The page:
After 9/11 much of my thinking reflected the general view that Al Qaeda had to be found and destroyed. I thought, too, that Saddam Hussein had to be removed as an obstacle to stability in the Middle East given his invasion of Kuwait and general belligerence.
Since those days I have had plenty of time to reassess my views of U.S. policies and to educate myself regarding the Middle East. A lot of my thinking had been based on the inescapable fact that the U.S. and the West needs access to Middle Eastern oil.
U.S. policy since the days of Franklin Delano Roosevelt has been support for Saudi Arabia and the Gulf States, providing protection of the sea lanes that transport oil and, in the case of Iraq, protecting the Saudi kingdom against attack. This was the reason for the original U.S. effort to remove Saddam’s Iraq from Kuwait and the subsequent invasion that was based on less than accurate intelligence reports of an Iraqi buildup of weapons of mass destruction.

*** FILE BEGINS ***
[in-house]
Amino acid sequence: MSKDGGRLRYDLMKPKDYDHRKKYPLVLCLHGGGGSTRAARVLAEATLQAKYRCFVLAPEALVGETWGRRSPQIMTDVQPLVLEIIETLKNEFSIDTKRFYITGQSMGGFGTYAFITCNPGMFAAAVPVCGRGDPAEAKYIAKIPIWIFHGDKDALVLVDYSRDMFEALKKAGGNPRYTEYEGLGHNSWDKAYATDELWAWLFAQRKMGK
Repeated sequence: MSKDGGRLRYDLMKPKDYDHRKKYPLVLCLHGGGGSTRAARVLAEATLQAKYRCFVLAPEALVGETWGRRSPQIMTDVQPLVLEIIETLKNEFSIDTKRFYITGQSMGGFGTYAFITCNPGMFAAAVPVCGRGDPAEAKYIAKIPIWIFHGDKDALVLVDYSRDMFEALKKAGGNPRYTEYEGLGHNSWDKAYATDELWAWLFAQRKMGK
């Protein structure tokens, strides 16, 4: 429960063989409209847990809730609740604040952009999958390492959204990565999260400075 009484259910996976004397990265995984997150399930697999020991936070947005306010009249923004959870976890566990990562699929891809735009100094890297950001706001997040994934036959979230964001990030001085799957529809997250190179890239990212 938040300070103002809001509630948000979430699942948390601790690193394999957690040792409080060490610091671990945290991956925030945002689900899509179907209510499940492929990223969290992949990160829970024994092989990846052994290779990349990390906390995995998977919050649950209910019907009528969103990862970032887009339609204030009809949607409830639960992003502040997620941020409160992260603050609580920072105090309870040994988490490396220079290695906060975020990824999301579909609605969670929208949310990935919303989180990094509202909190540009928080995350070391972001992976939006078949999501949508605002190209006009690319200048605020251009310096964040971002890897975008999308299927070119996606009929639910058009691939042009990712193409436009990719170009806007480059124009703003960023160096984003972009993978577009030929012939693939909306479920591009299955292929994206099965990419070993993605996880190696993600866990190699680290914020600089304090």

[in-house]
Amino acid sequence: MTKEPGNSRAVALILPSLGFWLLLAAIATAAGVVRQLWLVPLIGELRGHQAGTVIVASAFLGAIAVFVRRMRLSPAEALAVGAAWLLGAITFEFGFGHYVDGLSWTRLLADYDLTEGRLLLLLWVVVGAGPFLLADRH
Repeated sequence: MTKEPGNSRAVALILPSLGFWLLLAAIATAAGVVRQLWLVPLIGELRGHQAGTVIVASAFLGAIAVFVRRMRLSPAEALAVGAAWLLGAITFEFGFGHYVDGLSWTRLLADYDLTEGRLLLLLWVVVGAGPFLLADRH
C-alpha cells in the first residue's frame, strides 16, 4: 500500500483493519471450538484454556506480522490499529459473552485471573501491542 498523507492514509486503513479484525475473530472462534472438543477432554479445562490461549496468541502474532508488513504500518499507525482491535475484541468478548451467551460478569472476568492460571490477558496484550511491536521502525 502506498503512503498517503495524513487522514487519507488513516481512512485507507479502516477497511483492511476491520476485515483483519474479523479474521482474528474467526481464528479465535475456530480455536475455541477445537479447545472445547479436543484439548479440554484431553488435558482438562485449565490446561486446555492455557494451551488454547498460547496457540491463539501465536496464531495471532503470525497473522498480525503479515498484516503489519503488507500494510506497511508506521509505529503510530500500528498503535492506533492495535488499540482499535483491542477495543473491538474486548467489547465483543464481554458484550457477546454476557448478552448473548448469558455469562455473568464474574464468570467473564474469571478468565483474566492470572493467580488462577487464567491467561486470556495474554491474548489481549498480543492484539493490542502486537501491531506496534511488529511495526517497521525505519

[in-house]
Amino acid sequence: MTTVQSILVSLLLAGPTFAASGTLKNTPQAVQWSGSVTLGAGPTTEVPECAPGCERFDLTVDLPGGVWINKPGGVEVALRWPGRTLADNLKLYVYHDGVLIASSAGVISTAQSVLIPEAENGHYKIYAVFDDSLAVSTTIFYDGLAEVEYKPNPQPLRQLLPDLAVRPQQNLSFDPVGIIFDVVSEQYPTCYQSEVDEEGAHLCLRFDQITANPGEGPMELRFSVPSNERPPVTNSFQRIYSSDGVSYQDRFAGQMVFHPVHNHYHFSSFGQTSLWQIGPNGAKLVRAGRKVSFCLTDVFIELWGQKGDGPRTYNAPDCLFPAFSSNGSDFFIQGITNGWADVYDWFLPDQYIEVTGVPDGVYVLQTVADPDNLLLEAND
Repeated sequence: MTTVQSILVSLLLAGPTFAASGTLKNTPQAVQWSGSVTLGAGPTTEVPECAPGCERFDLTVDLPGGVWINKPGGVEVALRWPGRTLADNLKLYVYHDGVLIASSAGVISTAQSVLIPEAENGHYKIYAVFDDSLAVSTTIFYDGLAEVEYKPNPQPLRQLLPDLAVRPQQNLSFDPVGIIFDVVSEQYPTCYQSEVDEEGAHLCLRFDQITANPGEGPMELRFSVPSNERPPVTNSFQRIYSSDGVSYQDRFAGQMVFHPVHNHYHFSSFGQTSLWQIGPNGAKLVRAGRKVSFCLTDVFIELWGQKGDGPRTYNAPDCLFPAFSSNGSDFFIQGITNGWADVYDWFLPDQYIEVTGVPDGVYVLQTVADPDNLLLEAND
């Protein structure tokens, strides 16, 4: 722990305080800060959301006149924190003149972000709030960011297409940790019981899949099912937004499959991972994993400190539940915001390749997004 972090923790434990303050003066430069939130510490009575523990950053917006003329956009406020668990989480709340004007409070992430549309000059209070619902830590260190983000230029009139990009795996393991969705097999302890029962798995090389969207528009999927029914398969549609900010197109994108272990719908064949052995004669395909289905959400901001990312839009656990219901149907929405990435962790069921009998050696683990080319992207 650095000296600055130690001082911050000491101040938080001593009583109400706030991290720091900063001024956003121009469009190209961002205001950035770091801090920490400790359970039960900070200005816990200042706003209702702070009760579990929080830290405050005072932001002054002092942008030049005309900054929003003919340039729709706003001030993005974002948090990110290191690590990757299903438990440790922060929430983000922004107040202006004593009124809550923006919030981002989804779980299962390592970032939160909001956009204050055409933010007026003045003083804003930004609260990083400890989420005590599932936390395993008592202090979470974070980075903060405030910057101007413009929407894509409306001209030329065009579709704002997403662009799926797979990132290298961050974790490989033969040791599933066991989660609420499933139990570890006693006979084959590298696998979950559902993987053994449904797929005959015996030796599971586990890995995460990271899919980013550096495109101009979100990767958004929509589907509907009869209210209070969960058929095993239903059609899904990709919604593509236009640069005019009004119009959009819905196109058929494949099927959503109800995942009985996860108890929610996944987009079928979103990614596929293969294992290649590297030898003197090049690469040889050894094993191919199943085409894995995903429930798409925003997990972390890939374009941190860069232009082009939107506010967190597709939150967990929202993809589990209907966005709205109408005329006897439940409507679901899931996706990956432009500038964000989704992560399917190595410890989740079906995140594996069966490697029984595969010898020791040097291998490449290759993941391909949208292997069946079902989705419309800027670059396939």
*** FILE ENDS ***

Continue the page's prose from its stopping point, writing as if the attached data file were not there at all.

For a long time, there has been a general consensus that a “clash of civilizations” between the West and Islam was inevitable, but it is more of a clash between civilization and nihilism. The global war on terror influenced U.S. actions as the rationale for the second invasion of Iraq was, in part, to introduce democracy to the Middle East.
There have been two factors that have complicated U.S. policy toward the Middle East. One was the establishment in 1948 of the state of Israel, a response to the horrors of the Nazi Holocaust that combined with the Zionist movement that began in the late 1800s as a response to the anti-Semitism of Europe and Russia. It received support from the newly-established United Nations, but nations in the Middle East reacted unanimously against the return of Jews to their former, ancient homeland. No surprise here; the Koran demonizes both Jews and Christians.
The other factor was the Islamic Revolution that erupted in Iran in 1979, a defeat of the American influence in that nation’s affairs linked in no small measure to its oil. The later defeat of the Soviet invasion of Afghanistan led many in the Middle East to believe that Islam could defeat Western efforts to control the region. Western hegemony in the region had begun in earnest following World War I and the end of the Ottoman Empire.
The weapon of choice of the new Islamic Revolution was terror and, if invaded, a slow, grinding insurgency. This is why Iraq and future theatres of war will take a long time to play out.